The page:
Germany is trying to keep the whole thing together but it can’t keep shelling out forever. Germany doesn’t want the ECB to embark on a money printing programme because they fear inflation. They don’t want eurobonds either where instead of having Irish debt, Spanish debt etc, you’d have one european bond underpinned by the whole of Europe i.e. Germany! The Germans want greater fiscal and policitical union as well as monetary union so you’d common tax policies and everyone pays into a centralised pot. That would be a struggle to get past the like of Holland and Finland because you’d basically be asking them to pay taxes to subsidise other countries. It’s hard to see how this will play out unless the Germans capitulate and go for the idea of eurobonds and allow the ECB to become a lender of first resort and maybe print some money or we see a huge trillion euro ESF fund backed up by an IMF fund that’s backed up by Russia, China, Brazil and other economies. This has been talked about for some time but nothing has actually happened.
What about the USA?
It’s 60/40 whether the US will enter recession. Certainly consumer and business confidence is low. Large spending cuts will need to be made in 2013. If we do the same exercise as we did before in comparing public finances to a household and we do this with the US this is what we have:
|New debt on credit card||$16500|
|Amount owed on credit card||$142710|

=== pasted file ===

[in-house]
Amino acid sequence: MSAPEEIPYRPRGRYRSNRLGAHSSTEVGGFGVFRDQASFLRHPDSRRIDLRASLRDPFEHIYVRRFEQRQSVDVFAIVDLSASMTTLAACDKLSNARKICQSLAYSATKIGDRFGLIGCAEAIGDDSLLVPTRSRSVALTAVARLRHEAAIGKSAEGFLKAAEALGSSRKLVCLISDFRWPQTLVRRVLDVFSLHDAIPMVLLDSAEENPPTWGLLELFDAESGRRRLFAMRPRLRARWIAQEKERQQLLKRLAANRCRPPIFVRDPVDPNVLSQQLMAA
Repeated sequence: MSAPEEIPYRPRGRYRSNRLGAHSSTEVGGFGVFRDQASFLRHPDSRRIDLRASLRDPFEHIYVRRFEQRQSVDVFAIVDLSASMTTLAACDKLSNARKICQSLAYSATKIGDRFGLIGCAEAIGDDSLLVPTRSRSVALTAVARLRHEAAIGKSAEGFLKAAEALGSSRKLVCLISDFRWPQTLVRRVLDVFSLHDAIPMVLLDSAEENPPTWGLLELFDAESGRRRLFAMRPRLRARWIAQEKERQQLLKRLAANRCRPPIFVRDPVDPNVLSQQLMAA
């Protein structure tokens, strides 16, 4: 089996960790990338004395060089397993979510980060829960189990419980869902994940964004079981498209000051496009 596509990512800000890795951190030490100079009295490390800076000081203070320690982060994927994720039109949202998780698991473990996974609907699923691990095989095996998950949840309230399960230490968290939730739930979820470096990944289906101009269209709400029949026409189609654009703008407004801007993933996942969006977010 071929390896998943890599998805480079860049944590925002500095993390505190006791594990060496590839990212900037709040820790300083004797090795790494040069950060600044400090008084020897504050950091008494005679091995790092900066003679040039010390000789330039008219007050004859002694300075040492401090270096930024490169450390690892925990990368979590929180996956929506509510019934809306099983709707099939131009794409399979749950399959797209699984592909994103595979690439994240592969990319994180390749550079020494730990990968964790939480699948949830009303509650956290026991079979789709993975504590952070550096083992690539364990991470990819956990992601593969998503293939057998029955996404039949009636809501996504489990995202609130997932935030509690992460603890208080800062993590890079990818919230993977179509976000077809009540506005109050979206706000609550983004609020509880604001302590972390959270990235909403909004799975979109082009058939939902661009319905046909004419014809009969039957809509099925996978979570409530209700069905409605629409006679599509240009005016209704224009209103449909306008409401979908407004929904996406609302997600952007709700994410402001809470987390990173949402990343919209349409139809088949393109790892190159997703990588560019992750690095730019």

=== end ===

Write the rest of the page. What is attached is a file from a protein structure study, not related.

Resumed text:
|Planned spending cuts||$385|
With Merkel, Sarkosy and Obama up for re-election it’s unlikely that anything major will happen before 2013 because by then it could be someone else’s problem. The outlook is not rosy.
We’ve been chasing growth for forty years but GDP doesn’t account for debt – for example if you borrow to buy a new £50000 car that £50000 counts as GDP but once you drive it off the forecourt it’s lost £10000 so your net wealth has decreased by £10000 and your debt is £50000. Perhaps we should be focused more on net debt with net wealth creation as the new focus rather than GDP growth?
What about investing? Fear and a desire for capital preservation are the motivators for the large inflows into gold, Swiss Francs and US Treasuries. Gold is particularly hard to understand as it does not do what’s supposed to do. In fact, during the first three months of this year more gold was bought than has ever been mined. Think about that for a minute. People are using synthetic ETFs (that’s for another day!) to buy into the price rather than hold physical gold for which you pay a 10-15% premium. So if everyone wanted their gold it wouldn’t be there… Are US treasuries and government debt still regarded as safe havens? Certainly the markets believe that some corporates are a safer bet than governments. Sir John Templeton said back in 2008 that “a diversified portfolio of stocks, with proven global earnings power, remains the most certain path to continued prosperity in these difficult times”. The consensus view among investment houses and the likes of Warren Buffet is that global equities and global large caps is where the value is for the medium to long term investor. Unfortunately there is no silver bullet in the short term.
By David Gibson
With thanks to Invesco Perpetual. Please note that nothing in this blog post should be construed as advice. It is for information only and you should seek specific advice which would take your circumstances etc into account.